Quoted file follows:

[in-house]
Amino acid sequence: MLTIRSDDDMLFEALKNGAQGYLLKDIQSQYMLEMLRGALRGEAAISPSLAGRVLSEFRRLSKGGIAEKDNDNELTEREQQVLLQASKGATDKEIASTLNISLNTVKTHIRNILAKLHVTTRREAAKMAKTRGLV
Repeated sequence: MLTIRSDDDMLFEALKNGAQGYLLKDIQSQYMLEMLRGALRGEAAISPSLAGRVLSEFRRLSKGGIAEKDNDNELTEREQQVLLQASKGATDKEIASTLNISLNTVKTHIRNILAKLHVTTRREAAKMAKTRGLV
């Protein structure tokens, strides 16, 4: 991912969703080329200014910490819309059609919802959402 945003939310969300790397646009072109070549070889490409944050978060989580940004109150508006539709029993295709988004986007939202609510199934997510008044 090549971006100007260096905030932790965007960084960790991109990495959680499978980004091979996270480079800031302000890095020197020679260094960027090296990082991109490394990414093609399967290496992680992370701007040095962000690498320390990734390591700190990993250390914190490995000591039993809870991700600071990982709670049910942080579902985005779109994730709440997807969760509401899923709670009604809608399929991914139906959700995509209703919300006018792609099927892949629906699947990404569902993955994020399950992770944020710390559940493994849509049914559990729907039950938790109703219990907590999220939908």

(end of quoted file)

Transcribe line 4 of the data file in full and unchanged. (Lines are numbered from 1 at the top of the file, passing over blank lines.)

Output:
């Protein structure tokens, strides 16, 4: 991912969703080329200014910490819309059609919802959402 945003939310969300790397646009072109070549070889490409944050978060989580940004109150508006539709029993295709988004986007939202609510199934997510008044 090549971006100007260096905030932790965007960084960790991109990495959680499978980004091979996270480079800031302000890095020197020679260094960027090296990082991109490394990414093609399967290496992680992370701007040095962000690498320390990734390591700190990993250390914190490995000591039993809870991700600071990982709670049910942080579902985005779109994730709440997807969760509401899923709670009604809608399929991914139906959700995509209703919300006018792609099927892949629906699947990404569902993955994020399950992770944020710390559940493994849509049914559990729907039950938790109703219990907590999220939908």